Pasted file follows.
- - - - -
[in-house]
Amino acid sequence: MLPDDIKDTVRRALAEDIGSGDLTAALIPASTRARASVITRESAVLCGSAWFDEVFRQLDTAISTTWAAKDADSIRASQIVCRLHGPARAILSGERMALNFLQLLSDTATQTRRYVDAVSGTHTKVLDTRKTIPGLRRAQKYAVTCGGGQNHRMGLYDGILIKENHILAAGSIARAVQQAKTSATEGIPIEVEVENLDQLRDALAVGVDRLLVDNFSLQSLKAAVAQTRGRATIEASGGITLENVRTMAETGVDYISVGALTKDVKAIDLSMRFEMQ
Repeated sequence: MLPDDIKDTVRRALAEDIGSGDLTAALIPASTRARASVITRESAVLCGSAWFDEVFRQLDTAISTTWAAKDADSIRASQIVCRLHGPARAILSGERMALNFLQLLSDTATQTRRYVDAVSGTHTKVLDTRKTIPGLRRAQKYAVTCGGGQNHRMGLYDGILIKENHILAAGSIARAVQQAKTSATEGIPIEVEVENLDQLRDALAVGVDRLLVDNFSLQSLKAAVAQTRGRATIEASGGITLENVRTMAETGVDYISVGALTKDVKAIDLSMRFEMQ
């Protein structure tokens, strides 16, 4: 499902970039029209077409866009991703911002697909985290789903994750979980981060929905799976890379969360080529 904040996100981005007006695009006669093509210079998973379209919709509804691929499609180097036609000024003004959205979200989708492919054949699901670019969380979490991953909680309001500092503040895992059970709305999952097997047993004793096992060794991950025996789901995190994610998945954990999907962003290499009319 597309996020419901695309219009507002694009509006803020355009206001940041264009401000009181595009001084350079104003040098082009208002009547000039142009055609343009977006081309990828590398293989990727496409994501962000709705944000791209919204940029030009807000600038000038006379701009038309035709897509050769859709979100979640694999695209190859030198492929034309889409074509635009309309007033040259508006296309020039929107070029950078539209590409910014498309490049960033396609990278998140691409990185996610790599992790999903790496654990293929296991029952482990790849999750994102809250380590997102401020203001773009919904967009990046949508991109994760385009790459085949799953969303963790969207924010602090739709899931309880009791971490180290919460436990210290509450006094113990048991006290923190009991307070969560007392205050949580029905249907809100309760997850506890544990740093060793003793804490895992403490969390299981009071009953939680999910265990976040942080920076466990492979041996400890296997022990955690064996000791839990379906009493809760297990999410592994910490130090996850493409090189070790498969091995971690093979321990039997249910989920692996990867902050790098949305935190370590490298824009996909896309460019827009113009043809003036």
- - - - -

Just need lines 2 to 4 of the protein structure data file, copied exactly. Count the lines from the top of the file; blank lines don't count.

Amino acid sequence: MLPDDIKDTVRRALAEDIGSGDLTAALIPASTRARASVITRESAVLCGSAWFDEVFRQLDTAISTTWAAKDADSIRASQIVCRLHGPARAILSGERMALNFLQLLSDTATQTRRYVDAVSGTHTKVLDTRKTIPGLRRAQKYAVTCGGGQNHRMGLYDGILIKENHILAAGSIARAVQQAKTSATEGIPIEVEVENLDQLRDALAVGVDRLLVDNFSLQSLKAAVAQTRGRATIEASGGITLENVRTMAETGVDYISVGALTKDVKAIDLSMRFEMQ
Repeated sequence: MLPDDIKDTVRRALAEDIGSGDLTAALIPASTRARASVITRESAVLCGSAWFDEVFRQLDTAISTTWAAKDADSIRASQIVCRLHGPARAILSGERMALNFLQLLSDTATQTRRYVDAVSGTHTKVLDTRKTIPGLRRAQKYAVTCGGGQNHRMGLYDGILIKENHILAAGSIARAVQQAKTSATEGIPIEVEVENLDQLRDALAVGVDRLLVDNFSLQSLKAAVAQTRGRATIEASGGITLENVRTMAETGVDYISVGALTKDVKAIDLSMRFEMQ
């Protein structure tokens, strides 16, 4: 499902970039029209077409866009991703911002697909985290789903994750979980981060929905799976890379969360080529 904040996100981005007006695009006669093509210079998973379209919709509804691929499609180097036609000024003004959205979200989708492919054949699901670019969380979490991953909680309001500092503040895992059970709305999952097997047993004793096992060794991950025996789901995190994610998945954990999907962003290499009319 597309996020419901695309219009507002694009509006803020355009206001940041264009401000009181595009001084350079104003040098082009208002009547000039142009055609343009977006081309990828590398293989990727496409994501962000709705944000791209919204940029030009807000600038000038006379701009038309035709897509050769859709979100979640694999695209190859030198492929034309889409074509635009309309007033040259508006296309020039929107070029950078539209590409910014498309490049960033396609990278998140691409990185996610790599992790999903790496654990293929296991029952482990790849999750994102809250380590997102401020203001773009919904967009990046949508991109994760385009790459085949799953969303963790969207924010602090739709899931309880009791971490180290919460436990210290509450006094113990048991006290923190009991307070969560007392205050949580029905249907809100309760997850506890544990740093060793003793804490895992403490969390299981009071009953939680999910265990976040942080920076466990492979041996400890296997022990955690064996000791839990379906009493809760297990999410592994910490130090996850493409090189070790498969091995971690093979321990039997249910989920692996990867902050790098949305935190370590490298824009996909896309460019827009113009043809003036």